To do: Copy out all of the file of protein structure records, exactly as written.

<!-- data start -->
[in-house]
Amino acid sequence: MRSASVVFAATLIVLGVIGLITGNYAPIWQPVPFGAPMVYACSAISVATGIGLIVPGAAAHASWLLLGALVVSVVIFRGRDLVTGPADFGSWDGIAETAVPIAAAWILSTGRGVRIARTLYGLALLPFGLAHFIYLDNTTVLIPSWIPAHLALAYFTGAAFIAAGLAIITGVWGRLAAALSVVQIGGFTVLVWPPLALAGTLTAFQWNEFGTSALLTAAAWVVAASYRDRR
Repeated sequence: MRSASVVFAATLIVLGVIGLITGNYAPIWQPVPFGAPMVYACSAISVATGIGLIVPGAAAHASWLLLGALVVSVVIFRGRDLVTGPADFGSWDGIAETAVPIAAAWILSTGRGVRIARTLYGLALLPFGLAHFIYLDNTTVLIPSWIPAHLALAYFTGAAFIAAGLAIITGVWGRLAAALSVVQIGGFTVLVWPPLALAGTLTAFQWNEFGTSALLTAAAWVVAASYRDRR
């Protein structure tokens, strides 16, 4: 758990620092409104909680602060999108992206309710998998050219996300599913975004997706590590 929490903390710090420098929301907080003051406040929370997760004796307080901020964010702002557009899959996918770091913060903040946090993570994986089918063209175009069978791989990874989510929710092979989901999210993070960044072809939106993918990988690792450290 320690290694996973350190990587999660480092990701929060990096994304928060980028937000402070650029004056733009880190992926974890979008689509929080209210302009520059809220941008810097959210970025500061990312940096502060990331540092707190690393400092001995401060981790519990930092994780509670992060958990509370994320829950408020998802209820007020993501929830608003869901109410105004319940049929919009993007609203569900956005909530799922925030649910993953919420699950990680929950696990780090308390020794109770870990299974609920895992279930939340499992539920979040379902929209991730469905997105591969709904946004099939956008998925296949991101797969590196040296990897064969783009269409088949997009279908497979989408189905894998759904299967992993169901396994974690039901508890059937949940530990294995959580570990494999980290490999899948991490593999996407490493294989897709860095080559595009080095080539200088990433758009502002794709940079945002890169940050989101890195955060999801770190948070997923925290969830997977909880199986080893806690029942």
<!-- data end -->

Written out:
[in-house]
Amino acid sequence: MRSASVVFAATLIVLGVIGLITGNYAPIWQPVPFGAPMVYACSAISVATGIGLIVPGAAAHASWLLLGALVVSVVIFRGRDLVTGPADFGSWDGIAETAVPIAAAWILSTGRGVRIARTLYGLALLPFGLAHFIYLDNTTVLIPSWIPAHLALAYFTGAAFIAAGLAIITGVWGRLAAALSVVQIGGFTVLVWPPLALAGTLTAFQWNEFGTSALLTAAAWVVAASYRDRR
Repeated sequence: MRSASVVFAATLIVLGVIGLITGNYAPIWQPVPFGAPMVYACSAISVATGIGLIVPGAAAHASWLLLGALVVSVVIFRGRDLVTGPADFGSWDGIAETAVPIAAAWILSTGRGVRIARTLYGLALLPFGLAHFIYLDNTTVLIPSWIPAHLALAYFTGAAFIAAGLAIITGVWGRLAAALSVVQIGGFTVLVWPPLALAGTLTAFQWNEFGTSALLTAAAWVVAASYRDRR
């Protein structure tokens, strides 16, 4: 758990620092409104909680602060999108992206309710998998050219996300599913975004997706590590 929490903390710090420098929301907080003051406040929370997760004796307080901020964010702002557009899959996918770091913060903040946090993570994986089918063209175009069978791989990874989510929710092979989901999210993070960044072809939106993918990988690792450290 320690290694996973350190990587999660480092990701929060990096994304928060980028937000402070650029004056733009880190992926974890979008689509929080209210302009520059809220941008810097959210970025500061990312940096502060990331540092707190690393400092001995401060981790519990930092994780509670992060958990509370994320829950408020998802209820007020993501929830608003869901109410105004319940049929919009993007609203569900956005909530799922925030649910993953919420699950990680929950696990780090308390020794109770870990299974609920895992279930939340499992539920979040379902929209991730469905997105591969709904946004099939956008998925296949991101797969590196040296990897064969783009269409088949997009279908497979989408189905894998759904299967992993169901396994974690039901508890059937949940530990294995959580570990494999980290490999899948991490593999996407490493294989897709860095080559595009080095080539200088990433758009502002794709940079945002890169940050989101890195955060999801770190948070997923925290969830997977909880199986080893806690029942």